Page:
Since Warré beeks do not reuse comb, an efficient method for pressing honey and rendering wax must be found. Also many honey users disdain the abused honey flung from capped comb by centrifugal extractors. One solution to these issues employs the slow manual press known as the Stade (shtah-deh) press used since the skep era in Germany. If you go to youtube you can find some 30+-year old documentaries on heather honey beeking at the Klindworth apiary in the Saxony region of Germany. Stades are used for pressing the thick heather honey, and in hot-rendering wax.
For those wishing to buy such a press, the simple answer is that you can't. But for the aid of DIYers I have uploaded to the sketchup warehouse a model of an updated Stade called the Templeton-Stade press, reflecting some design updates. The design works well and I release it to the beekeeping public for the betterment of the community.
Go to "Templeton-Stade Honey & Wax Press" (http://sketchup.google.com/3dwarehou...bf0eea2b154a39) to access the model. I believe the free version of sketchup can be used to view it.
The warehouse notes I added got format-mangled courtesy of google, but they're pasted below:
-- The press is intended to be used at an incline, i.e. back (crank) end elevated to allow natural drainage of honey & wax/water out front.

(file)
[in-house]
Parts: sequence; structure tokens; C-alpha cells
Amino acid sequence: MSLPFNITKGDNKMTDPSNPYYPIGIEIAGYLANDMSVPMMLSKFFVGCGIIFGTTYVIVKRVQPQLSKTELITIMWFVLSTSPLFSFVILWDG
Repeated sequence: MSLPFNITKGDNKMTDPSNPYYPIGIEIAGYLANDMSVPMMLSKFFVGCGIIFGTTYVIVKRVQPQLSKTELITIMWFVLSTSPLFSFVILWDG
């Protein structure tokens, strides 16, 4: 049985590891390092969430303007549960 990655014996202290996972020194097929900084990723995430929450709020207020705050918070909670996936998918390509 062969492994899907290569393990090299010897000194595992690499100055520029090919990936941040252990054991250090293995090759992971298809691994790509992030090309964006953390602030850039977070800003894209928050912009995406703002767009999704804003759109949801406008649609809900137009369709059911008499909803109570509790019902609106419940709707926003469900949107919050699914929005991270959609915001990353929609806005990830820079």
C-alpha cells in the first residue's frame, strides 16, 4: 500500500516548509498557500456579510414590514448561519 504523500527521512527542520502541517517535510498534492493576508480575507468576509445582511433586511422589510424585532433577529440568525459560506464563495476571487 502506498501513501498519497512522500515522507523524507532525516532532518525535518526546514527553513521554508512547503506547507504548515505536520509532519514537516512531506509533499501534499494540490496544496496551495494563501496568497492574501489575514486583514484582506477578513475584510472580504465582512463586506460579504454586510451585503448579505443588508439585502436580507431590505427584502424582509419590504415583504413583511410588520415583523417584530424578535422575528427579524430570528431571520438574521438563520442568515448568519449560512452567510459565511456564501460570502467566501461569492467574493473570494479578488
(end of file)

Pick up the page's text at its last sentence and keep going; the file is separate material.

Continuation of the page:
-- A sturdy pressing sack holding honey comb must be used.
-- A heavy grade of fine poly/cotton/linen fabric must be used for hot-water rendering of wax.
-- Keeping the pressing room warm (35C/95°F) is essential to keep honey flowing.
-- A bulldog/A-frame 1000-lbf. jack is used, disassembled, stripped, relubed with food-safe beeswax/mineral-oil (and kept coated externally with same).
-- It is inadvisable to use wood glues or epoxies in construction. All glues will fail during washing-up or hot-water application.
-- Food-grade stainless hardware only! Types 18/8 or 316 advisable. Zinc-plated or mild steel will corrode and taint your honey.
-- Prototype built of red oak and waterproof marine-grade plywood. Built like a brick sh!thouse and weighs a ton, but should hold up under use and not self-destruct.
-- Food-grade plastic mesh on the piston and platen grid facings may be beneficially used.
Refer to youtube video http://www.youtube.com/watch?v=gnu0UGxnJWA to see the press in action.
Good luck and happy pressing!